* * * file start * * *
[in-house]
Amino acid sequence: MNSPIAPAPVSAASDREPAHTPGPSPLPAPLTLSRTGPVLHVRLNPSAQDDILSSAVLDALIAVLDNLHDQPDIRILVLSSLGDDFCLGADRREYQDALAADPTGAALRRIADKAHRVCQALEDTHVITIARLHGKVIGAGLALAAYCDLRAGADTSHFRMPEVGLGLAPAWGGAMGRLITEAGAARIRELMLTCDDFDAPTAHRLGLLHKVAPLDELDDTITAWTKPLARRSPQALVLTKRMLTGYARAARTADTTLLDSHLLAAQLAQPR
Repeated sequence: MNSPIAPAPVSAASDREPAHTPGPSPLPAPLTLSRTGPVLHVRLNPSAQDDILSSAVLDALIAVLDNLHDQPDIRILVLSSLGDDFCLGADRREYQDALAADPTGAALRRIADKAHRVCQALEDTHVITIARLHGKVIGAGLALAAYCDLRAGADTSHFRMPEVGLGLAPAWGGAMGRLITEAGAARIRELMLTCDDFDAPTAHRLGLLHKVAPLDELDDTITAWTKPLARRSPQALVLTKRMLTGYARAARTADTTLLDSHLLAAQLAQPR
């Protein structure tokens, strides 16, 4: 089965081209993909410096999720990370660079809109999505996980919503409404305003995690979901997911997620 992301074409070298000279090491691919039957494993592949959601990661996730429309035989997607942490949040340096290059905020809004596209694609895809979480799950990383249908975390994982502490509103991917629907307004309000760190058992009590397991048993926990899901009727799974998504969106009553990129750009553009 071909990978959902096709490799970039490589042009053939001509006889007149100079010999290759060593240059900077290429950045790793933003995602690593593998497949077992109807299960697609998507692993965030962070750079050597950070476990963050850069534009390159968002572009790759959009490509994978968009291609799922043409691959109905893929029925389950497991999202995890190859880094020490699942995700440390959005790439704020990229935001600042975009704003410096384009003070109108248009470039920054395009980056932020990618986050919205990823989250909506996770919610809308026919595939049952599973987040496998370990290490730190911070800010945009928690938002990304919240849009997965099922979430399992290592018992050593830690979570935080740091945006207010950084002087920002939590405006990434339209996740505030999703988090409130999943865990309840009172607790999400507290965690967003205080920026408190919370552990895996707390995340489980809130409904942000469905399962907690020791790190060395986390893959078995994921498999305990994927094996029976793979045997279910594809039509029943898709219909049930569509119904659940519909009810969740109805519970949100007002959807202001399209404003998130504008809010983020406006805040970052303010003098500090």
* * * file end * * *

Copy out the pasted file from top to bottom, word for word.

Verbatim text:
[in-house]
Amino acid sequence: MNSPIAPAPVSAASDREPAHTPGPSPLPAPLTLSRTGPVLHVRLNPSAQDDILSSAVLDALIAVLDNLHDQPDIRILVLSSLGDDFCLGADRREYQDALAADPTGAALRRIADKAHRVCQALEDTHVITIARLHGKVIGAGLALAAYCDLRAGADTSHFRMPEVGLGLAPAWGGAMGRLITEAGAARIRELMLTCDDFDAPTAHRLGLLHKVAPLDELDDTITAWTKPLARRSPQALVLTKRMLTGYARAARTADTTLLDSHLLAAQLAQPR
Repeated sequence: MNSPIAPAPVSAASDREPAHTPGPSPLPAPLTLSRTGPVLHVRLNPSAQDDILSSAVLDALIAVLDNLHDQPDIRILVLSSLGDDFCLGADRREYQDALAADPTGAALRRIADKAHRVCQALEDTHVITIARLHGKVIGAGLALAAYCDLRAGADTSHFRMPEVGLGLAPAWGGAMGRLITEAGAARIRELMLTCDDFDAPTAHRLGLLHKVAPLDELDDTITAWTKPLARRSPQALVLTKRMLTGYARAARTADTTLLDSHLLAAQLAQPR
């Protein structure tokens, strides 16, 4: 089965081209993909410096999720990370660079809109999505996980919503409404305003995690979901997911997620 992301074409070298000279090491691919039957494993592949959601990661996730429309035989997607942490949040340096290059905020809004596209694609895809979480799950990383249908975390994982502490509103991917629907307004309000760190058992009590397991048993926990899901009727799974998504969106009553990129750009553009 071909990978959902096709490799970039490589042009053939001509006889007149100079010999290759060593240059900077290429950045790793933003995602690593593998497949077992109807299960697609998507692993965030962070750079050597950070476990963050850069534009390159968002572009790759959009490509994978968009291609799922043409691959109905893929029925389950497991999202995890190859880094020490699942995700440390959005790439704020990229935001600042975009704003410096384009003070109108248009470039920054395009980056932020990618986050919205990823989250909506996770919610809308026919595939049952599973987040496998370990290490730190911070800010945009928690938002990304919240849009997965099922979430399992290592018992050593830690979570935080740091945006207010950084002087920002939590405006990434339209996740505030999703988090409130999943865990309840009172607790999400507290965690967003205080920026408190919370552990895996707390995340489980809130409904942000469905399962907690020791790190060395986390893959078995994921498999305990994927094996029976793979045997279910594809039509029943898709219909049930569509119904659940519909009810969740109805519970949100007002959807202001399209404003998130504008809010983020406006805040970052303010003098500090």